Measuring real energy performance in a complex business is a key reason Cummins is implementing the international energy management standard ISO 50001 and the U.S. Department of Energy’s Superior Energy Performance (SEP) program.


The nine sites selected for Cummins’ pilot effort represent the complexity of measuring energy improvements across a broad range of site requirements and campus structures, levels of site automation, local climate, changes in market demand, new product launches and restructuring efforts. The nine sites are:

  • The Columbus Engine Plant in Columbus, Indiana (U.S.A).
  • The Cummins Technical Center, in Columbus, Indiana (U.S.A).
  • The Jamestown Engine Plant in Jamestown, New York (U.S.A).
  • The Rocky Mount Engine Plant in Rocky Mount, North Carolina (U.S.A.)
  • The Daventry Engine Plant in Daventry, U.K.
  • The Darlington Engine Plant in Darlington, U.K.
  • Cummins Turbo Technologies in Huddersfield, U.K.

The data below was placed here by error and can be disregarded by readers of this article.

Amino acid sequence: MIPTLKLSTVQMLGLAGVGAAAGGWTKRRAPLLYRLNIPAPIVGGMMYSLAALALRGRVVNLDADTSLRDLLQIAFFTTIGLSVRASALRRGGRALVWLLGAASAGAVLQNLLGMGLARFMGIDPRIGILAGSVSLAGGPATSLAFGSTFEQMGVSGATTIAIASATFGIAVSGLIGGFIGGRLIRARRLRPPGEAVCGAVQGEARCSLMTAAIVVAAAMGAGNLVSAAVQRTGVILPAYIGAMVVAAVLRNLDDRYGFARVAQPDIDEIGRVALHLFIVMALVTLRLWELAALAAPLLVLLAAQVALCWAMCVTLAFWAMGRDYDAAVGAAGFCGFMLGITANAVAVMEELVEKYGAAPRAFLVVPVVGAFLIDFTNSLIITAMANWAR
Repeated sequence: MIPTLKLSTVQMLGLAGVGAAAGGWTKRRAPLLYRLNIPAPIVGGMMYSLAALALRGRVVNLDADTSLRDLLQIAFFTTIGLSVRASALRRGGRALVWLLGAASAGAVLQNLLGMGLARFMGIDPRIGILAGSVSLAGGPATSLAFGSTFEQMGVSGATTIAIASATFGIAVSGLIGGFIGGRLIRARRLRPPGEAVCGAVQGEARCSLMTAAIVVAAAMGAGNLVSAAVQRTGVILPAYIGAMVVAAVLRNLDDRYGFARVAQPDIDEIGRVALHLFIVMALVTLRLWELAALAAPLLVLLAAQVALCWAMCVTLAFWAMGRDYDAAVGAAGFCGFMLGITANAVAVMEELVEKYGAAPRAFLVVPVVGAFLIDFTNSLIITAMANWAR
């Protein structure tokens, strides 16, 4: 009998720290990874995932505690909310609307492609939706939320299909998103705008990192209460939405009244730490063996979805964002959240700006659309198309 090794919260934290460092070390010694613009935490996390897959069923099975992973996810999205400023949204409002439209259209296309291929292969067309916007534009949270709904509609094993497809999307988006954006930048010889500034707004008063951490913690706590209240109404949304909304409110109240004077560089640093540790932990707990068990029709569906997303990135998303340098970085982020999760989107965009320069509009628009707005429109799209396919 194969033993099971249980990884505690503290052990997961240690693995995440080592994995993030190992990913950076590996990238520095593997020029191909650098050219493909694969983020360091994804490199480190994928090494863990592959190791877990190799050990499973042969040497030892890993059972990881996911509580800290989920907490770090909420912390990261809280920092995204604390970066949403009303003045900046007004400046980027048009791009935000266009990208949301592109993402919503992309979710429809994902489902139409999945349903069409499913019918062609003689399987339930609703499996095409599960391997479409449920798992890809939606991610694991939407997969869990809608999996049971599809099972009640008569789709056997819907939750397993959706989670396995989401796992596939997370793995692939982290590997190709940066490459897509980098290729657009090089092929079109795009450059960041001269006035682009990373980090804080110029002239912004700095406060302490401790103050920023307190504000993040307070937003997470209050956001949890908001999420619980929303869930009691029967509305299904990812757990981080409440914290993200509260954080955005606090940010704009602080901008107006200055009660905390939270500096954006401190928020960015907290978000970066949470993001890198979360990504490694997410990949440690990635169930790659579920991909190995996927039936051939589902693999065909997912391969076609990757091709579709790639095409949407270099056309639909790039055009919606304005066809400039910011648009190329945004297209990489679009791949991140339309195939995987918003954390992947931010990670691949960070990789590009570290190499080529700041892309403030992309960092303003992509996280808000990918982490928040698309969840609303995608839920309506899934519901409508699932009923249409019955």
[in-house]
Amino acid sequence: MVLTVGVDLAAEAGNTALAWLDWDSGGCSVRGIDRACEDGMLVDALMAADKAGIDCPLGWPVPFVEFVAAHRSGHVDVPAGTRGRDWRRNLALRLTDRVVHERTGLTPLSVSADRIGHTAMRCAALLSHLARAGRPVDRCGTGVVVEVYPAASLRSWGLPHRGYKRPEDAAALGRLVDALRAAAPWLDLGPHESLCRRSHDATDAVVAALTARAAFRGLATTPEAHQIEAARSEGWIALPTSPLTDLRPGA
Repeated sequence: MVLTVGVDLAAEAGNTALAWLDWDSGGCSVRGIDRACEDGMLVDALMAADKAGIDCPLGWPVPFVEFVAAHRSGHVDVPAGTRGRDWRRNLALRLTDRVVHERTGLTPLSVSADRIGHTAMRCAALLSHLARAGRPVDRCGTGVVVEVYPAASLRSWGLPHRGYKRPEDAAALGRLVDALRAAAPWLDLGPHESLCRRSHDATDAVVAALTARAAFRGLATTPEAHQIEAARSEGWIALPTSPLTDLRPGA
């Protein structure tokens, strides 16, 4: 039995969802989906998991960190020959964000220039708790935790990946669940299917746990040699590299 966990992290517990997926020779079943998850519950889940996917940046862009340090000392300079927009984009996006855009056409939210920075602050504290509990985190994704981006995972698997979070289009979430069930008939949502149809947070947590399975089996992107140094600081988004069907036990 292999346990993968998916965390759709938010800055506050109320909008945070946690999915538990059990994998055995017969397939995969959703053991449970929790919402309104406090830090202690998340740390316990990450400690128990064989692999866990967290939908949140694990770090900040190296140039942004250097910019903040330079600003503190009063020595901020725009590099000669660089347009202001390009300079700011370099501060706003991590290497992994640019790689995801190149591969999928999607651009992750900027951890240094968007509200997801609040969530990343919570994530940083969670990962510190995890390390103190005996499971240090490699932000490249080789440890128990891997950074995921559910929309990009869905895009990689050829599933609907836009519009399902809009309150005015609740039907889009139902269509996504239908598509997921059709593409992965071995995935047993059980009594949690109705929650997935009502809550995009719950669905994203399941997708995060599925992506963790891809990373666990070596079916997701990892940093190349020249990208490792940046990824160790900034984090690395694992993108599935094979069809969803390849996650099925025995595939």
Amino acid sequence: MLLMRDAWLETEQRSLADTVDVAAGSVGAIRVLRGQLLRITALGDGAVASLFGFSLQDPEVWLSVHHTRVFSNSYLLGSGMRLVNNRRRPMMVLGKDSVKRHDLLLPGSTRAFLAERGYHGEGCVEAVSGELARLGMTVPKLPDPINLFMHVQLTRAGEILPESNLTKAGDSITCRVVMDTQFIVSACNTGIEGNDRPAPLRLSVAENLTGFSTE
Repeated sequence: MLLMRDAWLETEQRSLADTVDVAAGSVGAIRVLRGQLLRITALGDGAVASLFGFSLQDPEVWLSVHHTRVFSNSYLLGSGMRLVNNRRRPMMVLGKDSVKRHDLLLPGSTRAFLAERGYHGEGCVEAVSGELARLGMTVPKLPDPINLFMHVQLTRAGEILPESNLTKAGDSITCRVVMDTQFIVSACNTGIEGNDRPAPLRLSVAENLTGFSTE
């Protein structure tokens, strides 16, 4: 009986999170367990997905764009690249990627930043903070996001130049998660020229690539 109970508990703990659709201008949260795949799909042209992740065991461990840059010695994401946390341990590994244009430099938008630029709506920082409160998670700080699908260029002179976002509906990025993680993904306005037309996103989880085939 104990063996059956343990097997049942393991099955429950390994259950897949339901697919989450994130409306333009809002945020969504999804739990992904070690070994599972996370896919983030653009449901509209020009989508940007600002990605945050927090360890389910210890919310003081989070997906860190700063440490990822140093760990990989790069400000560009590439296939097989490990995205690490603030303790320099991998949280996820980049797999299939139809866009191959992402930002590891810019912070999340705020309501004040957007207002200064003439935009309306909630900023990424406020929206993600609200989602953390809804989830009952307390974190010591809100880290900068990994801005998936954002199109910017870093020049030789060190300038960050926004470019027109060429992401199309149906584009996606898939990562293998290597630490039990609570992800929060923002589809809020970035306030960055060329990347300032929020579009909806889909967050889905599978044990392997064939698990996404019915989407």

• Cummins Generator Technologies in Stamford, U.K.
  • Tata Cummins Limited in Jamshedpur, India.

Seven sites are now certified to ISO 50001 and two (the Cummins Technical Center in Columbus and the Rocky Mount Engine Plant) are both ISO 50001 and Superior Energy Performance (SEP) certified.  The company plans to achieve a total of 40 certified sites by 2020.

The Energy Management System, through the company’s Corporate Enterprise approach, recorded a combined energy performance improvement of 20 percent by 2015 from a 2010 baseline for just these nine sites. Annual cost savings were $3.5 million per year and 352,434 MMBTU, or 39,740 metric tons of CO2e (carbon dioxide equivalent) reduction.

It has been challenging to develop valid energy metrics for specific Cummins facilities, and even more difficult to consolidate site data to provide meaningful corporate performance metrics. The company’s enterprise approach to ISO 50001, the SEP program, and its energy toolkits now provide the framework for this effort.